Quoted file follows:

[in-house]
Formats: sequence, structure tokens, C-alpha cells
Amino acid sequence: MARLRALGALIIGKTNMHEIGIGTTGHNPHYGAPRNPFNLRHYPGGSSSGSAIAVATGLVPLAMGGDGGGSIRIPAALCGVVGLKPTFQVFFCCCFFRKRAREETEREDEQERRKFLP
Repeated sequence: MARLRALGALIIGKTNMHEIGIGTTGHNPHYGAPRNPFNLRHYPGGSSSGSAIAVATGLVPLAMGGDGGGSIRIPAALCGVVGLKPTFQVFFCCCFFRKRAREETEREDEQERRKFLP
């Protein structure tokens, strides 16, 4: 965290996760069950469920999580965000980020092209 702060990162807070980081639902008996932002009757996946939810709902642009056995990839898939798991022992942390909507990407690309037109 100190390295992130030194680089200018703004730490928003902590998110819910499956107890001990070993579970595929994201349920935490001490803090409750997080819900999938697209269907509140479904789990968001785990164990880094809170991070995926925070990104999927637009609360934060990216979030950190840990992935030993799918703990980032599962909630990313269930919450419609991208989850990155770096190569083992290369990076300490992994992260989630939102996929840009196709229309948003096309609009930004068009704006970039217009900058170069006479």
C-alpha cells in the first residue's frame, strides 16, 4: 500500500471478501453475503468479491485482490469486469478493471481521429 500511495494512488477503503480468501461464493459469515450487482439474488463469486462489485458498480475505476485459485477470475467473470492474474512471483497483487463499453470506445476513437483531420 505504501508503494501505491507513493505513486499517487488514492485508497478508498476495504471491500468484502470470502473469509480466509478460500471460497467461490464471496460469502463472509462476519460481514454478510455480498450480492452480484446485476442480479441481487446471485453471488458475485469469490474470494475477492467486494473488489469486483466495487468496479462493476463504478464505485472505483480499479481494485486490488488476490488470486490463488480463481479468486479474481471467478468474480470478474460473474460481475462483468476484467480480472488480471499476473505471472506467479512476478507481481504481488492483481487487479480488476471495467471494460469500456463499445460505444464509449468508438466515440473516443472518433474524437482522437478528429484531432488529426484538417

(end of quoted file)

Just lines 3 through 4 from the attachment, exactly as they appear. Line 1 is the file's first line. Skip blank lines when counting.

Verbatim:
Amino acid sequence: MARLRALGALIIGKTNMHEIGIGTTGHNPHYGAPRNPFNLRHYPGGSSSGSAIAVATGLVPLAMGGDGGGSIRIPAALCGVVGLKPTFQVFFCCCFFRKRAREETEREDEQERRKFLP
Repeated sequence: MARLRALGALIIGKTNMHEIGIGTTGHNPHYGAPRNPFNLRHYPGGSSSGSAIAVATGLVPLAMGGDGGGSIRIPAALCGVVGLKPTFQVFFCCCFFRKRAREETEREDEQERRKFLP